So ACRX can't guarantee that groggy patients after major surgery will be able to self administer the device properly. If they don't then little blue tabs will be all over the place - on the sheets, under the bed, on the face,chest etc. It's a completely ridiculous concept and will be chucked out by the FDA.
So how many years have you worked in a recovery room? Let me guess NONE. No patient too groggy to self administer will have the device in the first place. Secondly the device does not spit out little blue tabs every time a patient wants one. The dose and frequency of administration have a lockout to prevent overdose. I don't know why I'm even bothering to respond to your post you're a freaking idiot. Btw I gave anesthesia for 35 years and I assure you this is exactly the type of product the FDA is looking for.
So you are saying that patients aren't groggy immediately after surgery, which is exactly the time that they will have the ACRX machine strapped to their bed. How will anyone know whether the patient has successfully placed the tab under his tongue or dropped it on the floor. The machine doesn't know. All it knows is that a tab has been released. The whole concept is quite ridiculous.
Being one of those "groggy patients" after major surgery several times, I can assure you I could have held it up to my mouth and pushed the button, then hold a quickly melting tablet under my tongue. Besides a nurse would be present to show me how the first time. If a patient can manage an IV pump, this is just as easy.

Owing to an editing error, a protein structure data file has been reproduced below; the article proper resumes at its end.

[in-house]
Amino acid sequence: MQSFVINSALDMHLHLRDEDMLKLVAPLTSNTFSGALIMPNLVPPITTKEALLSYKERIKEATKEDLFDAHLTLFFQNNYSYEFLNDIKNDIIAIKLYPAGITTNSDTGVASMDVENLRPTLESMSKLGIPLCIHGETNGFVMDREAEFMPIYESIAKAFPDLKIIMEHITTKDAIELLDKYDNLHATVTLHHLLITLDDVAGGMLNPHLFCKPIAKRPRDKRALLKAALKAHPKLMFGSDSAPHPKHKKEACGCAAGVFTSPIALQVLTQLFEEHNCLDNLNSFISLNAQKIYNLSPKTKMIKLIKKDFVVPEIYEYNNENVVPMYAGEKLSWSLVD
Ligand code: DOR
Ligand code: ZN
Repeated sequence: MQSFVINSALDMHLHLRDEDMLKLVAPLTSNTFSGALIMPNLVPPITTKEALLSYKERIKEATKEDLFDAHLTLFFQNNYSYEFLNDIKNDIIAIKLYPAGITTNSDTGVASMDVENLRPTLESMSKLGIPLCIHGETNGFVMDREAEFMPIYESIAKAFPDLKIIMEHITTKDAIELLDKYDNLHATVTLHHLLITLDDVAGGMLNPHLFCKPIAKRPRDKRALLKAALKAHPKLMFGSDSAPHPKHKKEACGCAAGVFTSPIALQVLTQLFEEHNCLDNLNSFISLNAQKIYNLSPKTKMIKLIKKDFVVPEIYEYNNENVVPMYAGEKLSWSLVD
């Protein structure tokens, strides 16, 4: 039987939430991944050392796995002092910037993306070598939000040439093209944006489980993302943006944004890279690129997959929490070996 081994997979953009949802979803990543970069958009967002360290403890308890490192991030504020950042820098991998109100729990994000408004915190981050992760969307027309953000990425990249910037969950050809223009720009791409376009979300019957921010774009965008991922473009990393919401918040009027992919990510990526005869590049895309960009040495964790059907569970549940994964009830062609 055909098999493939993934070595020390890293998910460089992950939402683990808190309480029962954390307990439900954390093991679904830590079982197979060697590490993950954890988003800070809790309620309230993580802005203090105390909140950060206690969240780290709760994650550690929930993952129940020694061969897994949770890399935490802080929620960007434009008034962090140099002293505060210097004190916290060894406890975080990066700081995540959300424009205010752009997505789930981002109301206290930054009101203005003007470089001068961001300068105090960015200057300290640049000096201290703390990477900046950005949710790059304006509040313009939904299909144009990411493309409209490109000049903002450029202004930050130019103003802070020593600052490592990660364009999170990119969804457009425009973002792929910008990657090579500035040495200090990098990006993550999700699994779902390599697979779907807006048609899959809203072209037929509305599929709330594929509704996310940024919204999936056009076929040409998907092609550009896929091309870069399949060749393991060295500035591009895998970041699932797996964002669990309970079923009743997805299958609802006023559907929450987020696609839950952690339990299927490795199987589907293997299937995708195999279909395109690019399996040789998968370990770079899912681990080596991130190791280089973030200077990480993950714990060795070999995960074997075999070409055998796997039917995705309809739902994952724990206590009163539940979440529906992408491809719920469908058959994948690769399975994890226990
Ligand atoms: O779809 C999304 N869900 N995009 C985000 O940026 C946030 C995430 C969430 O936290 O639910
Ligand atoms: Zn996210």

What about a tablet of percocet or vicodin, doofus? How does a messed up patient take that by mouth, how much of that goes on black market. Tablets can only dispense after 20 min. If patient is so messed up they can't get thumb in reader then nothing will be dispensed. Not all surgeries have the type patient you talk of, maybe those on CCU would use some other form. This is for patients that may ambulate more quickly and has many advantages as seen in company presentations.
Of course during the trials the patients were being observed. In a normal situation they won't be and tabs are going to be everywhere and nobody will know whether the patient has taken the drug or not. It is supposed to go under the tongue. Not that easy if you're groggy. Perhaps patients should attend college for a week prior to surgery so that they can master the dispenser. A ridiculous idea that has no chance of approval IMHO.
I don't think it is intended for head trauma patients. I'm pretty sure if you are capable of operating your remote control or your keurig, you should be able to handle this simple dispenser. And don't forget, patient satisfaction was very high in the trials. Also, Zalviso will prevent programming error deaths. Do you think that holds any importance?
Oh, the humanity. Blue tablets everywhere. Doctors and nurses drowning in a river of nanotabs from groggy patients who can't raise their hands to their mouths without blasting Zalviso all over the place.
Haha honestly I'm not sure if that post is a joke or not, but for the benefit of anyone that hasn't read up on the trial results, they did test patient and nurse satisfaction associated with the system as a whole. In that they found 67% of nurses responded that they were 'highly satisfied' with the device versus 39% responding the same in the control group. In fact, go to page 12 of the current corporate presentation (on the Investors section of their website). Zalviso scored better [w statistical significance of
Geez ,I guess they can`t feed themselves either, right? Are they all on IV`s from post-op to release for hydration nourishment and pain too ? People aren`t that messed up after surgery. and if they were zalviso just would not be prescribed. Simple as that.